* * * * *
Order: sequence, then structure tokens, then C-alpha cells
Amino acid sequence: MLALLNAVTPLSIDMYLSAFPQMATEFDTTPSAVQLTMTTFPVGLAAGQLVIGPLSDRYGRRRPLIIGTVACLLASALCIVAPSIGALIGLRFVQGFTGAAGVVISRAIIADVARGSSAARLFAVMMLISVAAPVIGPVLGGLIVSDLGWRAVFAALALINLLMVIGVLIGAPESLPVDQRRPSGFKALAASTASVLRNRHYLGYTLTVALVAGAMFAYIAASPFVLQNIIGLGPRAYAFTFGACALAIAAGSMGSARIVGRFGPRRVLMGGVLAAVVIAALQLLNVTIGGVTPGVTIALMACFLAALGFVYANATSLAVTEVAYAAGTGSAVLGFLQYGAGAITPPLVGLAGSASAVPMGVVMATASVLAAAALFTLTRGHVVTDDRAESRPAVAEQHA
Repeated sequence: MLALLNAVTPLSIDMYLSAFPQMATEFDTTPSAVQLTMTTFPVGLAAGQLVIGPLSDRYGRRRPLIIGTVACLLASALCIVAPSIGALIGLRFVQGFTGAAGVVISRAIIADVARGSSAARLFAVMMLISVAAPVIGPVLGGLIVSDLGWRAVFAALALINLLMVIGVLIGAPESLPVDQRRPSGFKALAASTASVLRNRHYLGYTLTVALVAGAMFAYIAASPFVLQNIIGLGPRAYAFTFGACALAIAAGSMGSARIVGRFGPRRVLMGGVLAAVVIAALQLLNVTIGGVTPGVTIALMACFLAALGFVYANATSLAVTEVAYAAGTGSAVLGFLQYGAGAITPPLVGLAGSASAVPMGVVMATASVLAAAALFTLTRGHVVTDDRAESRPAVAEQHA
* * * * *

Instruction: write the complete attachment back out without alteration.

Order: sequence, then structure tokens, then C-alpha cells
Amino acid sequence: MLALLNAVTPLSIDMYLSAFPQMATEFDTTPSAVQLTMTTFPVGLAAGQLVIGPLSDRYGRRRPLIIGTVACLLASALCIVAPSIGALIGLRFVQGFTGAAGVVISRAIIADVARGSSAARLFAVMMLISVAAPVIGPVLGGLIVSDLGWRAVFAALALINLLMVIGVLIGAPESLPVDQRRPSGFKALAASTASVLRNRHYLGYTLTVALVAGAMFAYIAASPFVLQNIIGLGPRAYAFTFGACALAIAAGSMGSARIVGRFGPRRVLMGGVLAAVVIAALQLLNVTIGGVTPGVTIALMACFLAALGFVYANATSLAVTEVAYAAGTGSAVLGFLQYGAGAITPPLVGLAGSASAVPMGVVMATASVLAAAALFTLTRGHVVTDDRAESRPAVAEQHA
Repeated sequence: MLALLNAVTPLSIDMYLSAFPQMATEFDTTPSAVQLTMTTFPVGLAAGQLVIGPLSDRYGRRRPLIIGTVACLLASALCIVAPSIGALIGLRFVQGFTGAAGVVISRAIIADVARGSSAARLFAVMMLISVAAPVIGPVLGGLIVSDLGWRAVFAALALINLLMVIGVLIGAPESLPVDQRRPSGFKALAASTASVLRNRHYLGYTLTVALVAGAMFAYIAASPFVLQNIIGLGPRAYAFTFGACALAIAAGSMGSARIVGRFGPRRVLMGGVLAAVVIAALQLLNVTIGGVTPGVTIALMACFLAALGFVYANATSLAVTEVAYAAGTGSAVLGFLQYGAGAITPPLVGLAGSASAVPMGVVMATASVLAAAALFTLTRGHVVTDDRAESRPAVAEQHA